First of all, Admiral Zukunft is going to talk about the meeting we just held with the parish presidents and Governor Jindal regarding a number of topics and I’ll let him address that.
I’d like to talk about subsea monitoring, specifically directed at the issue that’s been raised over the last week or so about that 26 percent in the oil budget and where we’re going at a national, state and local level regarding that and then provide an update on what’s happening out in the current – currently happening out the well head regarding the pressure tests and the relief wells. And when we’re done we’ll be glad to take questions.
So first of all, Paul, if you want to give an update on the meeting?
Paul Zukunft: Yes. Again, I want to thank each of the parish presidents, the governor for taking time out of their schedules. As we really focus in on the oiling that is unique to each of the parishes throughout the largest oil spill in history and we had a meeting several weeks ago and this was just to reiterate that there is no one plan that fits all. We have oil that’s still in the marshes that needs to be addressed and as we look at further progress being made out at the well site, this was just to reiterate that we have a transition plan that really takes us to the long term from response to restoration and then what we’ll do as a result of today’s meeting, we’ll sit down with each parish presidents, with our branch directors at each of the parishes.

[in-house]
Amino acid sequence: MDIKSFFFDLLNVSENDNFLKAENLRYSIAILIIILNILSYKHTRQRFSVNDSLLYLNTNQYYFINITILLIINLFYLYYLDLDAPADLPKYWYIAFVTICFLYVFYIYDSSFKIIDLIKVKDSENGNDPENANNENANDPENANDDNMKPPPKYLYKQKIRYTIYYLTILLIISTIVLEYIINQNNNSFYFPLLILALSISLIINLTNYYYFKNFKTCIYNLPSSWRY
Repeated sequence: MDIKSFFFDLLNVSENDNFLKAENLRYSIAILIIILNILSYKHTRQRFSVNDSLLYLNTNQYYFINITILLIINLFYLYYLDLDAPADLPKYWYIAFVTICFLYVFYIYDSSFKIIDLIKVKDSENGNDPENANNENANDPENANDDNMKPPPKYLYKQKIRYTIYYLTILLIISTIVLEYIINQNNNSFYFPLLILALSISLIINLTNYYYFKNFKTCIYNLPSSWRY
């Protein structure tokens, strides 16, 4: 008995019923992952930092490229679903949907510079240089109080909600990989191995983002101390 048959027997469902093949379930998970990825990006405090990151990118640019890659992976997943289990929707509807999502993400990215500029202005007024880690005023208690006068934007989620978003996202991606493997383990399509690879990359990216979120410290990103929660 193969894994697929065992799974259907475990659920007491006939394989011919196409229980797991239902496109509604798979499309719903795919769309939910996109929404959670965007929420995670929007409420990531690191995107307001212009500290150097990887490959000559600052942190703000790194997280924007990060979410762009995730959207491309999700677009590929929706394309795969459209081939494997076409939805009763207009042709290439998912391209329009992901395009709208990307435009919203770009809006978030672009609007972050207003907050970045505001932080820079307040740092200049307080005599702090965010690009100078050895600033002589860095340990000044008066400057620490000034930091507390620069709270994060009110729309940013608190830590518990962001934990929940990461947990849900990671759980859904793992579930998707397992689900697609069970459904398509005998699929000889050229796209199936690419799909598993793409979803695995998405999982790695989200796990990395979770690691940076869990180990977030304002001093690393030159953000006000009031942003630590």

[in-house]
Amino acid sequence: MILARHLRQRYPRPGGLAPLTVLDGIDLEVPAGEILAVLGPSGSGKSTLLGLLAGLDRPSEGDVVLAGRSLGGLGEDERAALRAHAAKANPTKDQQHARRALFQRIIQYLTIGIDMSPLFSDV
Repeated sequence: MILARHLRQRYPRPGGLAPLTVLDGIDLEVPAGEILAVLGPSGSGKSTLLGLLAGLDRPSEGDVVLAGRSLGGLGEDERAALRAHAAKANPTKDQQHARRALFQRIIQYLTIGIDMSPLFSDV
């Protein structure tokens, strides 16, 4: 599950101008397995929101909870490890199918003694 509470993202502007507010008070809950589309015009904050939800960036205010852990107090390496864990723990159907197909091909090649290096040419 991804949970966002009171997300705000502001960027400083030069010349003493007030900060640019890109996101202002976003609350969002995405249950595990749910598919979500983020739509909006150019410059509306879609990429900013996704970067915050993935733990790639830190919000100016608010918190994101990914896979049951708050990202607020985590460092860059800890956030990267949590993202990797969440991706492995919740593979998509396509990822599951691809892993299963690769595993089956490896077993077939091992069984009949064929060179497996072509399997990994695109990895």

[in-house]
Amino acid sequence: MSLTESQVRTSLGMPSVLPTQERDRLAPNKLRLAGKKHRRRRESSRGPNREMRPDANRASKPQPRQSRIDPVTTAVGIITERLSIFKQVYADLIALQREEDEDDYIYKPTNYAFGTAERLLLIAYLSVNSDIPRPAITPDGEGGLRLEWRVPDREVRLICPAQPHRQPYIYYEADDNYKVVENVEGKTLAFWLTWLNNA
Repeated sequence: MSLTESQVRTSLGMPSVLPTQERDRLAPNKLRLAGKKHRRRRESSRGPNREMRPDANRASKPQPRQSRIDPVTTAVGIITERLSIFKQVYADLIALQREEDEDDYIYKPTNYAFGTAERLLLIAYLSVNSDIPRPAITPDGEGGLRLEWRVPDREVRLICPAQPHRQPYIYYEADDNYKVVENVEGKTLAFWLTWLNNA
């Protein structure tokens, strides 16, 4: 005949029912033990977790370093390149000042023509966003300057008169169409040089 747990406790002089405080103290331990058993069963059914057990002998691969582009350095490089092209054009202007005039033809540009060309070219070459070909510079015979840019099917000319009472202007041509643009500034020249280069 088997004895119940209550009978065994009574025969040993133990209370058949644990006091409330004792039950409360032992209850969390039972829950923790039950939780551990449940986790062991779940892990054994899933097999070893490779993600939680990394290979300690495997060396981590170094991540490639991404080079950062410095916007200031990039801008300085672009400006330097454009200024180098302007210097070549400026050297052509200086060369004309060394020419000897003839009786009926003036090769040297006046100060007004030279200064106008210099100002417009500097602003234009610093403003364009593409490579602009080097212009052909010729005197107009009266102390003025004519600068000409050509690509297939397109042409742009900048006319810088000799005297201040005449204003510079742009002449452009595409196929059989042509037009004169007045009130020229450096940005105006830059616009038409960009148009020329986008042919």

We’ll be at the table together as we build out the plan over five level series that will take this to a point in time where we can declare clean is clean. But I just want to reiterate we are not there yet, but the important thing is we are at the table, at the local level where it matters and we’re working with and through each of the parish officials. As a result of that, I found it to be a very productive meeting.
Thad Allen: Thanks, Paul. Let me just add from a personal standpoint. This is the second time we’ve sat down with the parish presidents and Governor Jindal. I appreciate their willingness to get together and talk in a very frank, sometimes unvarnished manner, to put problems on the table and deal with them and we’ll continue to work forward and I appreciate the leadership that Paul has exhibited.
And just as a side note, as I have noted in previous press briefs, the current plan right now is we get to the conditions where we can look at making a regional approach to this rather than a national approach to this and the conditions are met that we can transition to the larger recovery organizations after Secretary Mabus has issued his report. Many of the duties I have right now will be shifting to Paul as the regional incident commander.
Let me talk a little bit about subsea monitoring and then I’ll talk about the well head itself.
I will later today sign a directive as the national incident commander that will call for a coordinated, integrated system of ocean monitoring moving forward that will take the extensive amount of work that has been done by NOAA to date on hydrocarbon sampling in and around the well head and in other places in the Gulf of Mexico. We’ll also bring in EAP – excuse me, EPA, who has been doing oil and – I’m sorry, water and air testing. There is a significant amount of detection operations going on in and around Louisiana to detect oil under the surface and we’ve got some charts set up here that shows you how we’ve been putting snare boom down and checking that periodically to see if any oil has been attached to it as it comes through.